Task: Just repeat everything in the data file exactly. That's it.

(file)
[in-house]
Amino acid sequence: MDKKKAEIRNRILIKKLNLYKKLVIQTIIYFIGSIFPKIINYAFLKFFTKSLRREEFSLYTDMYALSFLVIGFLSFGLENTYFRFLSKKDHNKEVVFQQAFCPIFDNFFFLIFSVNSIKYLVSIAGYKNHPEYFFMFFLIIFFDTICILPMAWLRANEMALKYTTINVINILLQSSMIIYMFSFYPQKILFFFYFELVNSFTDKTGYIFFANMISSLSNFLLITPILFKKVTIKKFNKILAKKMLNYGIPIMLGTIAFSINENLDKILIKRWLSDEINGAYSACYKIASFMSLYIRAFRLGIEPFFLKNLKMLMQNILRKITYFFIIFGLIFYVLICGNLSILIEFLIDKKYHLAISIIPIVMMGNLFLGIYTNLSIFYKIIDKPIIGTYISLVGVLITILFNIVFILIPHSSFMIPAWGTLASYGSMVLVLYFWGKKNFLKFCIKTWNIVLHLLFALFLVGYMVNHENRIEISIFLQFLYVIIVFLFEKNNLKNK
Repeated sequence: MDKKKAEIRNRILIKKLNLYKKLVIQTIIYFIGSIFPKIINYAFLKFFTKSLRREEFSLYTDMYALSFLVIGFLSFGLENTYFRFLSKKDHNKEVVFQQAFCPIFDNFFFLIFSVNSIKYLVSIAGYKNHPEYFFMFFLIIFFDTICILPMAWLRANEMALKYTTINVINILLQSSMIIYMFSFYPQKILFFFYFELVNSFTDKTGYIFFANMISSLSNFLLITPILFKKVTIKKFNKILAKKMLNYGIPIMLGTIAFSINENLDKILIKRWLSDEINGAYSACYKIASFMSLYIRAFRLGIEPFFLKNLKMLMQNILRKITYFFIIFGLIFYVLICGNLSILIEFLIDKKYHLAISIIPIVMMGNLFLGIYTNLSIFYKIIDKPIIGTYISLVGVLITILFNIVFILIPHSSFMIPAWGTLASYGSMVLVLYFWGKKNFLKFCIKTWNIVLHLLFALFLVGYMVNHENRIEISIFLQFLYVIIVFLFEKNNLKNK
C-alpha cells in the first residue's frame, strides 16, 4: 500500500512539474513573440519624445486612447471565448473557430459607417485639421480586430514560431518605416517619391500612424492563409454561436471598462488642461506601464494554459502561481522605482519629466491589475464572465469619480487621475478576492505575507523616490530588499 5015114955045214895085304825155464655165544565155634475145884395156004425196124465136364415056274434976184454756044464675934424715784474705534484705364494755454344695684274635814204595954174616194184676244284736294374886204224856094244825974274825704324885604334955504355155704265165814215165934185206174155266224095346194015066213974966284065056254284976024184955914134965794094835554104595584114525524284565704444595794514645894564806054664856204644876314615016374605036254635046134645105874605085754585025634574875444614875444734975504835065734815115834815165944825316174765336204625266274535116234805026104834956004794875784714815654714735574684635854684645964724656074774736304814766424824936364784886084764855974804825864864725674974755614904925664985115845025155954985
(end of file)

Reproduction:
[in-house]
Amino acid sequence: MDKKKAEIRNRILIKKLNLYKKLVIQTIIYFIGSIFPKIINYAFLKFFTKSLRREEFSLYTDMYALSFLVIGFLSFGLENTYFRFLSKKDHNKEVVFQQAFCPIFDNFFFLIFSVNSIKYLVSIAGYKNHPEYFFMFFLIIFFDTICILPMAWLRANEMALKYTTINVINILLQSSMIIYMFSFYPQKILFFFYFELVNSFTDKTGYIFFANMISSLSNFLLITPILFKKVTIKKFNKILAKKMLNYGIPIMLGTIAFSINENLDKILIKRWLSDEINGAYSACYKIASFMSLYIRAFRLGIEPFFLKNLKMLMQNILRKITYFFIIFGLIFYVLICGNLSILIEFLIDKKYHLAISIIPIVMMGNLFLGIYTNLSIFYKIIDKPIIGTYISLVGVLITILFNIVFILIPHSSFMIPAWGTLASYGSMVLVLYFWGKKNFLKFCIKTWNIVLHLLFALFLVGYMVNHENRIEISIFLQFLYVIIVFLFEKNNLKNK
Repeated sequence: MDKKKAEIRNRILIKKLNLYKKLVIQTIIYFIGSIFPKIINYAFLKFFTKSLRREEFSLYTDMYALSFLVIGFLSFGLENTYFRFLSKKDHNKEVVFQQAFCPIFDNFFFLIFSVNSIKYLVSIAGYKNHPEYFFMFFLIIFFDTICILPMAWLRANEMALKYTTINVINILLQSSMIIYMFSFYPQKILFFFYFELVNSFTDKTGYIFFANMISSLSNFLLITPILFKKVTIKKFNKILAKKMLNYGIPIMLGTIAFSINENLDKILIKRWLSDEINGAYSACYKIASFMSLYIRAFRLGIEPFFLKNLKMLMQNILRKITYFFIIFGLIFYVLICGNLSILIEFLIDKKYHLAISIIPIVMMGNLFLGIYTNLSIFYKIIDKPIIGTYISLVGVLITILFNIVFILIPHSSFMIPAWGTLASYGSMVLVLYFWGKKNFLKFCIKTWNIVLHLLFALFLVGYMVNHENRIEISIFLQFLYVIIVFLFEKNNLKNK
C-alpha cells in the first residue's frame, strides 16, 4: 500500500512539474513573440519624445486612447471565448473557430459607417485639421480586430514560431518605416517619391500612424492563409454561436471598462488642461506601464494554459502561481522605482519629466491589475464572465469619480487621475478576492505575507523616490530588499 5015114955045214895085304825155464655165544565155634475145884395156004425196124465136364415056274434976184454756044464675934424715784474705534484705364494755454344695684274635814204595954174616194184676244284736294374886204224856094244825974274825704324885604334955504355155704265165814215165934185206174155266224095346194015066213974966284065056254284976024184955914134965794094835554104595584114525524284565704444595794514645894564806054664856204644876314615016374605036254635046134645105874605085754585025634574875444614875444734975504835065734815115834815165944825316174765336204625266274535116234805026104834956004794875784714815654714735574684635854684645964724656074774736304814766424824936364784886084764855974804825864864725674974755614904925664985115845025155954985